Publishing Industry — WEB magazine

THE PUBLISHER’S SURVIVAL GUIDE

Evolving to outlast the nineties

by Paula Terry

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When Beverly Topping made a bid to purchase Great Expectations back in 1983, the previous owner, Harry Haken, chose her from a number of potential suitors because he felt she would ‘know her audience’.  Haken felt that Topping, as a woman, a wife and a mother, would have a genuine affinity with Canadian parents-to-be, who make up the magazine’s target group.

Today, as president of Professional Publishing Associates (PPA), ‘knowing her audience’ contributes to be Topping’s personal credo in operating a successful and dynamic marketing company which produces five publications, as well as devising product sampling and direct marketing programs.

PPA’s many publications share a common philosophy – they seek to help, encourage and support expectant parents and the parents of young children by providing sensitive and informative editorial, endorsed by an active editorial advisory board comprised of medical and educational experts.  This they do directly, with titles such as the flagship Great Expectations and Today’s Parent – also a market leader in its niche – and indirectly, via titles aimed at health professionals and the childbirth education community, traditionally a difficult market for advertisers to reach.

Indeed, non-conventional, innovative methods of developing readership and circulation have underpinned PPA’s growth over the last seven years.  ‘Our long-term corporate objective is to become a full-service resource base for Canadian parents and advertisers, via a whole range of appropriate, targeted products,’ says Topping.  ‘We’ve identified enormous opportunities to consolidate our existing, strong relationship with our readers by logical line extensions.’

Topping sees the 1990s as posing very specific hurdles to Canadian business in general and to the Canadian publishing industry in particular.  ‘The GST is one factor which will have a negative impact on subscriptions, and I think that mass-market consumer magazines will be amongst the hardest-hit casualties,’ she says.

‘Magazines will survive only if they provide their subscribers with enough quality editorial to justify the additional expense.  This means that knowing and understanding your reader, more than ever before, will be of vital, life-or-death importance.  Publishers and editors must work wholeheartedly to develop extremely strong and loyal relationships with their readers, and seek to provide real value for money.’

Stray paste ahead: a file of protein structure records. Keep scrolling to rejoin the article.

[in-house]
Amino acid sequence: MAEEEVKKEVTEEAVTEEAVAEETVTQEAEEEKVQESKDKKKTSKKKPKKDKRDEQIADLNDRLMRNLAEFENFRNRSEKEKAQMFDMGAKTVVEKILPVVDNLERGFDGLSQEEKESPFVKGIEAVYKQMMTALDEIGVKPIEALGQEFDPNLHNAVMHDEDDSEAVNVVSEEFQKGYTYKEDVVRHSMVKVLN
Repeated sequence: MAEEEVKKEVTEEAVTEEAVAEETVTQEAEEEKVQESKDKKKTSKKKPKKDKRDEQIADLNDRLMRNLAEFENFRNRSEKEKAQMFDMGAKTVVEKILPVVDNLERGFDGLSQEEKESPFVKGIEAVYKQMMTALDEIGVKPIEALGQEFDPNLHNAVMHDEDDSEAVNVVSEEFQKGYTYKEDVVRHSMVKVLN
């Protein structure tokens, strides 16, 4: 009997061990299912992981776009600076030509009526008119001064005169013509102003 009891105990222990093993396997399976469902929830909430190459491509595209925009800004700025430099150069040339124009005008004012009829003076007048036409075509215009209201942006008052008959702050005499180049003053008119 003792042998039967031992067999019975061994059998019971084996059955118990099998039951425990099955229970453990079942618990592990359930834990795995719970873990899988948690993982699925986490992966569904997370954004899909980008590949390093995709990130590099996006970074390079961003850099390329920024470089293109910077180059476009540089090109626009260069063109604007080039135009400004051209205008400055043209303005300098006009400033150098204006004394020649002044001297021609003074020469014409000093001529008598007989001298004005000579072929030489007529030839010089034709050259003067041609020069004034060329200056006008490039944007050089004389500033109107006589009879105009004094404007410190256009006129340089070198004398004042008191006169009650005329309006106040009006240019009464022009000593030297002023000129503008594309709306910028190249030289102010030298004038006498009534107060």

To combat the short-term impact of the GST, which is not retroactive, PPA is actively developing its two- and three-year subscriptions.  However, decreasing postal subsidies provide a second prong to what is in effect a double whammy for the Canadian publishing industry in the 1990s.

‘The removal of postal subsidies for controlled publications has already begun,’ says Topping, ‘and this means Canadian publishers will be faced with two options.  They will either have to find sources of distribution alternative to Canada Post, or else invest considerable sums of money in converting their controlled subscribers to paying ones, as we at PPA are doing with Today’s Parent.’

This requires actively soliciting not only initial payments but also sustaining memberships through renewals – a costly procedure which can be administratively cumbersome.  Additionally, talking to a specific audience requires targeted techniques such as direct mail, which can be terribly expensive.

‘It’s all related to the overwhelming need to provide readers with quality and good value,’ says Topping.  ‘Few people are going to start paying for something they have been accustomed to receiving at no charge unless your publication becomes really indispensable to them – something they perceive as not being able to live without.’

‘Basically, innovation is
going to be a critical
factor in the survival
of magazines.’